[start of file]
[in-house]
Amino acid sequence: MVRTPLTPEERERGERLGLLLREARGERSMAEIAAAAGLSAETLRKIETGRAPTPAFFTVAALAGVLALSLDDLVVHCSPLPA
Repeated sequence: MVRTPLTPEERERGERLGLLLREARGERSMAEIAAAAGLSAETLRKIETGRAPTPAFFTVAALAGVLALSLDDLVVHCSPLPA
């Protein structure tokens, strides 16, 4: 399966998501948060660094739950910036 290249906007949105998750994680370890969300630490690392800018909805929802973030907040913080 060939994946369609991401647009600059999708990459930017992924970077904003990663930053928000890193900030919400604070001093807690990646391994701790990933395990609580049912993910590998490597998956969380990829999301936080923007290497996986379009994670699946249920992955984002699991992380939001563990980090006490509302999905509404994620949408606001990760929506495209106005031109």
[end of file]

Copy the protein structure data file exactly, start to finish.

[in-house]
Amino acid sequence: MVRTPLTPEERERGERLGLLLREARGERSMAEIAAAAGLSAETLRKIETGRAPTPAFFTVAALAGVLALSLDDLVVHCSPLPA
Repeated sequence: MVRTPLTPEERERGERLGLLLREARGERSMAEIAAAAGLSAETLRKIETGRAPTPAFFTVAALAGVLALSLDDLVVHCSPLPA
């Protein structure tokens, strides 16, 4: 399966998501948060660094739950910036 290249906007949105998750994680370890969300630490690392800018909805929802973030907040913080 060939994946369609991401647009600059999708990459930017992924970077904003990663930053928000890193900030919400604070001093807690990646391994701790990933395990609580049912993910590998490597998956969380990829999301936080923007290497996986379009994670699946249920992955984002699991992380939001563990980090006490509302999905509404994620949408606001990760929506495209106005031109």